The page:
also responded to the prompting stimulus of the periods.
It is now known that the sun and moon are the two major sources of the astral
energies that daily bombard the Earth and all her life forms. The closer they
are to you at any given moment, the stronger the influence. The day of a NEW or
FULL MOON will provide the strongest influence in each month.
June always has more combined sun-moon influence than any other month. During a
FULL MOON the sun and moon are nearly opposite each other and very few minutes
pass without one or the other being in our sky. During a NEW MOON, both bodies
are in near-perfect rhythm traveling the skies together with their forces
combined. Because of the interaction between the many lunar and solar cycles, no
two days, months or years are identical.
When a period falls within 30 minutes to an hour of sunrise or sunset you can
anticipate great action!
When you have a moonrise or moonset during that period the action will be even
And, finally, when the above times occur during a NEW or FULL MOON, you can
expect the best action of the season!
LENGTH OF PERIODS
Every fisherman knows that fish do not feed all the time. He knows, also, that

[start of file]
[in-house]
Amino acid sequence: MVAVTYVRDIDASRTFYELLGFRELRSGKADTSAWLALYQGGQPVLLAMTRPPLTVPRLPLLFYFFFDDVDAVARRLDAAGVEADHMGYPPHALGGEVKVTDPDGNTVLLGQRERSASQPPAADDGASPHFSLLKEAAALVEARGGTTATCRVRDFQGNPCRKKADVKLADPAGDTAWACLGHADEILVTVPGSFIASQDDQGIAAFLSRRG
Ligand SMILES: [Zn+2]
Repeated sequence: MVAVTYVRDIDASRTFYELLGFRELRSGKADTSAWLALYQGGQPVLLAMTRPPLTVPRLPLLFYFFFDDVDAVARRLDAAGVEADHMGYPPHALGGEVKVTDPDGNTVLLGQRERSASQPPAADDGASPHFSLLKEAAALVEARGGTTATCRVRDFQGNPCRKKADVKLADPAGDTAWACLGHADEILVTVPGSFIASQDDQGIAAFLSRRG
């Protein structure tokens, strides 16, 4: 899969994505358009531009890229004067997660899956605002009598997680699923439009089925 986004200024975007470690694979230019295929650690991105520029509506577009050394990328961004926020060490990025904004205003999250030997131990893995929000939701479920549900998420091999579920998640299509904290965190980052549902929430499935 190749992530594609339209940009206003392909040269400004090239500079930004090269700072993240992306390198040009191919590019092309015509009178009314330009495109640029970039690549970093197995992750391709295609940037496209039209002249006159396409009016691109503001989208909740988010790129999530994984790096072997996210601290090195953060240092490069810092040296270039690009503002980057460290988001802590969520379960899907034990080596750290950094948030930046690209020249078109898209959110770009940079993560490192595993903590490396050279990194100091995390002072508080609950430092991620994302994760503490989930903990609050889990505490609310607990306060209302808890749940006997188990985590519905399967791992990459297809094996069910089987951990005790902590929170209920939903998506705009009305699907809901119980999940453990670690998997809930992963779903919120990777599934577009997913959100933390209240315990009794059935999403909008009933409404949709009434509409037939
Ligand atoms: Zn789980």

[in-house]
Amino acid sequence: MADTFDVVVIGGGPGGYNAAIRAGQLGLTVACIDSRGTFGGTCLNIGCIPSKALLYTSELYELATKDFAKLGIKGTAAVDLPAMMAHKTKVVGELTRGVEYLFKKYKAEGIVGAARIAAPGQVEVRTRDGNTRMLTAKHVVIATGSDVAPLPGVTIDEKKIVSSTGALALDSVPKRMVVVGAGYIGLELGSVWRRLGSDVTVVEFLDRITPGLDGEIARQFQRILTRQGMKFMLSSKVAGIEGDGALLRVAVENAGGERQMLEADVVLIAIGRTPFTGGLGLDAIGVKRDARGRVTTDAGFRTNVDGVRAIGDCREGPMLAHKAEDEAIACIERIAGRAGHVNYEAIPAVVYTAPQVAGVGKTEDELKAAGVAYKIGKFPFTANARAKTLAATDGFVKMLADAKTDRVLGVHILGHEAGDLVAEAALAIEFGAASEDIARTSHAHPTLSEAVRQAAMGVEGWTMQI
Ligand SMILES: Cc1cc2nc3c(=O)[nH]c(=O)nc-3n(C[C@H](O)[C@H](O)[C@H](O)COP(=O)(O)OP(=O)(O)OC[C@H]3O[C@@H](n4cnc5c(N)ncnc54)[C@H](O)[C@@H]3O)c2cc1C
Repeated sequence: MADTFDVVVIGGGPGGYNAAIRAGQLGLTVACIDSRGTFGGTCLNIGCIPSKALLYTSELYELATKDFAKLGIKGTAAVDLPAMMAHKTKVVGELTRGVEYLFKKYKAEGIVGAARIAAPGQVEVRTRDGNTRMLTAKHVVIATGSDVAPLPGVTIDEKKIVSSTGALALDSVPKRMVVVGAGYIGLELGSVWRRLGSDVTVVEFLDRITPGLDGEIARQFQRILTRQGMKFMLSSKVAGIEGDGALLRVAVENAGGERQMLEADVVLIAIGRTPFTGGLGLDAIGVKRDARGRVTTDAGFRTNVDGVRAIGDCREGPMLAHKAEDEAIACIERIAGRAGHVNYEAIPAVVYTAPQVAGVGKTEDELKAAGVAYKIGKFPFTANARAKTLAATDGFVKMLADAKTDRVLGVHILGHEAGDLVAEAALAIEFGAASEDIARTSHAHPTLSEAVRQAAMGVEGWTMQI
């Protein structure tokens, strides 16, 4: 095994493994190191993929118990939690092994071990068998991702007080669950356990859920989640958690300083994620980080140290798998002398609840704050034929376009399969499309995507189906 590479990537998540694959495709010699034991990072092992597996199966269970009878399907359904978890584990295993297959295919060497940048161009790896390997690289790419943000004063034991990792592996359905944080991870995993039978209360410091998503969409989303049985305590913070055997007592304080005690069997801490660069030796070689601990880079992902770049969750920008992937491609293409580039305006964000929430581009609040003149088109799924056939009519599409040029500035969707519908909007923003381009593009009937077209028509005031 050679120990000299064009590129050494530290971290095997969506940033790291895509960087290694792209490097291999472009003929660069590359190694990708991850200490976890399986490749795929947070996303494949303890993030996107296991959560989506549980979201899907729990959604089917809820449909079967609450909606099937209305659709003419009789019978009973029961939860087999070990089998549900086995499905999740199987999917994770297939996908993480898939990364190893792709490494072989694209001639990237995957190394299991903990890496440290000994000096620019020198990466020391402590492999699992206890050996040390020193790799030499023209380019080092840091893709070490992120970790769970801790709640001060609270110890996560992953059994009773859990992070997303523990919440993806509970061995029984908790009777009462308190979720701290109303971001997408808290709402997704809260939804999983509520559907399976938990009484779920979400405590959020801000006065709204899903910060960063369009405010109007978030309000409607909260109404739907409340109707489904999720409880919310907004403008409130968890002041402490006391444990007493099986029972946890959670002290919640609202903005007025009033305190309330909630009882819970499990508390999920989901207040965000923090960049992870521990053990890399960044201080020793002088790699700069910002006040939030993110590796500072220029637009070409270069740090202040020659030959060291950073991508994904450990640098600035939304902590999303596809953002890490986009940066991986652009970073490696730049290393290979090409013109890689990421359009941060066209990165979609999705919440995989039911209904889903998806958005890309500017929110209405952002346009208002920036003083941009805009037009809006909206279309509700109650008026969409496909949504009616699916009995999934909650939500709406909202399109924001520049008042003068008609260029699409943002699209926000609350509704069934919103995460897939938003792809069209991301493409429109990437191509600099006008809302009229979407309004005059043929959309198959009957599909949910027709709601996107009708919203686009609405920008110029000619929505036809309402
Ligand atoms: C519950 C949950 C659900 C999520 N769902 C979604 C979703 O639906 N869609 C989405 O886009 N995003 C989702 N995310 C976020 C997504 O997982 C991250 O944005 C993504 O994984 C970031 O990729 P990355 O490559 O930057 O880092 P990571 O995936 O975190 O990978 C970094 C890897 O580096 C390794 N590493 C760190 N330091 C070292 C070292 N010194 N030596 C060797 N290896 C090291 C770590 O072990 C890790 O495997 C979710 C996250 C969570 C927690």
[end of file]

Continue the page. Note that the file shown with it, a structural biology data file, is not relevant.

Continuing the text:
for some reason fish often go on the feed and take most any offering, be it live
bait or artificial. This sort of thing happens, according to John Alden Knight
(the originator of the theory) during a period. To be sure, fish usually feed
actively at sunrise and sunset, but generally, the real fishing of the day is at
the “odd hour” feeding periods. If the weather and feeding conditions are
favorable the fish will be active for one to two hours.
BEST FISHING DAYS
For those fishermen who enjoy fishing at sunrise and sunset here are the
absolute best dates to be on the water at your favorite spot.
These are the Major or Minor Periods that fall near the times of Sunrise or
Sunset during a Full or New Moon. It has been documented that when this
condition exists fish will bite on anything they see or smell. Limits are almost
guaranteed provided there are fish in the vicinity.
It’s no secret that fish and game tend to feed during dawn and dusk (sunrise and
sunset). What amplifies the activity is the effect of a moonrise or moonset plus
the specific monthly periods of New (dark) and Full (light) Moons.
When the times coincide with a moon-rise or a moon-set the action can be
Finally, a change in the local weather coinciding with the periods will further
enhance the activity.
WATCH THE WEATHER
For best results the tables must be used intelligently. Every day will not show
a clear-cut reaction to a period. In the case of fish, barometric fluctuations,
particularly when the trend is down, often ruin fishing. All wildlife knows what
to expect of the weather, and any bird, animal or fish can sense the approach of
a storm. Cold fronts moving through drive all fish deeper and render them
Adverse temperature, abnormal water conditions, all sorts of things will offset
the effects of periods. However, every sportsman knows that it is beyond all
reason to expect good fishing or hunting every day. The theory will point the
way to the best in sport that each day has to offer, but in no sense is it a
WATCH THE BAROMETER